sliced-cakeI have a recipe for an apple caramel cake that is outstanding. But some occasions (maybe breakfast if you’re my husband) call for a simpler cake. This cake is perfect for those times. This is a dense cake. Not that there’s anything wrong with that! I mean dense in the best possible sense. This is yellow cake at it’s finest. Owing to butter, eggs, whole milk and sour cream it has a compact velvety texture.

My dad would have described this cake as plain. And he would have meant it as a great compliment. He liked subtle flavours, nothing too sweet, ornate or fancy. The inspiration for this cake comes from Sarabeth’s Good Morning Cookbook. Sarabeth knows good breakfast!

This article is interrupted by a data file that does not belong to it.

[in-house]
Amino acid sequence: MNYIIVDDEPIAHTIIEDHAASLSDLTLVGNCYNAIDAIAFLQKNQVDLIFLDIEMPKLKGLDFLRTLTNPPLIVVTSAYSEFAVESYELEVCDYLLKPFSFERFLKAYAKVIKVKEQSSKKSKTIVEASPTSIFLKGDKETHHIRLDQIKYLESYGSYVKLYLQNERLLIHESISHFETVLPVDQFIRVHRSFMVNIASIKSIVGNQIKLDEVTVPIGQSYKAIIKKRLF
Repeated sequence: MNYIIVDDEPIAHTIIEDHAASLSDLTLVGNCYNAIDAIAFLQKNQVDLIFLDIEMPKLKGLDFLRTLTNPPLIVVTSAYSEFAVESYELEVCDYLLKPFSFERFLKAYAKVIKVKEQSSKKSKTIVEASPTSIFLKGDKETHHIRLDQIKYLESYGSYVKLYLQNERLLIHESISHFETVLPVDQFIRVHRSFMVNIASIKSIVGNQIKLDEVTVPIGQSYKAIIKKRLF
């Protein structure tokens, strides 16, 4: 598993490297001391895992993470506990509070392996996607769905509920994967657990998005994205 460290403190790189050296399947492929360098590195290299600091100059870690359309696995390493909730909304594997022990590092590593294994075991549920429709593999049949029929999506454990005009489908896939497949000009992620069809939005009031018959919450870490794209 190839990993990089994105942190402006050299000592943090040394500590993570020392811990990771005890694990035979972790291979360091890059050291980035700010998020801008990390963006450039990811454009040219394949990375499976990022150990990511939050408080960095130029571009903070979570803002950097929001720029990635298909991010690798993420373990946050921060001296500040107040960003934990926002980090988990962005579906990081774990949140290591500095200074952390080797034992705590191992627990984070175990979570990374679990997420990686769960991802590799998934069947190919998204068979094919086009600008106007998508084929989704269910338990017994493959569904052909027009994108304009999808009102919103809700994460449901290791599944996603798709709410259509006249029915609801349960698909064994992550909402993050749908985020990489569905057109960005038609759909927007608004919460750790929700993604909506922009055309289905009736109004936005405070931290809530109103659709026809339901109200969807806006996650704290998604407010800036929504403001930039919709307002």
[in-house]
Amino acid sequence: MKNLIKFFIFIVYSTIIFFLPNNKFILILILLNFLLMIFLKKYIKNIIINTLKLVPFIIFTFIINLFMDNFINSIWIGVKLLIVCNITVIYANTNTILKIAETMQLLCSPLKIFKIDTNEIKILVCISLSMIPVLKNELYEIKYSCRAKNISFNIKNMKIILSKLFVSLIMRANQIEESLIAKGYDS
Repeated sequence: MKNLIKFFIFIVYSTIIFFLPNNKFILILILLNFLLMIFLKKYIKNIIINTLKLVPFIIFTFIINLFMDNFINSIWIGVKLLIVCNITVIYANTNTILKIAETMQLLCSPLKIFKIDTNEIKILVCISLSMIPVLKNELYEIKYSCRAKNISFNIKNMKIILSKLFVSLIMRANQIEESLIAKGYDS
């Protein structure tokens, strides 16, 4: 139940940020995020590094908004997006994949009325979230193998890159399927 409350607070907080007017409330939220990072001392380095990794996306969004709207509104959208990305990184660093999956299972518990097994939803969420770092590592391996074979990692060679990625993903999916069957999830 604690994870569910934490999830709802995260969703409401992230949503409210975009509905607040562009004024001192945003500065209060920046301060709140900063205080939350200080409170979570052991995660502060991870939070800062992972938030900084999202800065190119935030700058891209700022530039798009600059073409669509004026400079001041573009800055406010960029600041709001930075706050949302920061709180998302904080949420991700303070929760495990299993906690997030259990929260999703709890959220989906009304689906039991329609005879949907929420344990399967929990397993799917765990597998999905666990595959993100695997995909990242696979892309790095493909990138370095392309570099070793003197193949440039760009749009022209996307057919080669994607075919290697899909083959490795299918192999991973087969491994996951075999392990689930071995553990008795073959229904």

The first tweak I made to the original recipe was to toast the sugar. Stella Parks over at Serious Eats convinced me to give it a try. The bottom line is that toasting sugar in the oven tames sugar’s sweetness and the longer you toast it, the more intense the caramel flavour will be. Check out her article if food science is your jam.

I toasted my sugar for about 2 1/2 hours. The toasted sugar is on the right. I tasted both, side by side and did find that the toasted sugar tasted less sweet. You can toast 4 pounds at one time and it will keep forever, just like white sugar. toasted-sugarStart with a 9 inch tube pan (also called an angel food cake pan). Butter and flour the pan very well.brushing-panI made this cake twice last week. The first time I made it, I found it too plain. (Sorry dad!). On the second go-round I added an additional layer of apples and coated the apple slices in cinnamon-sugar.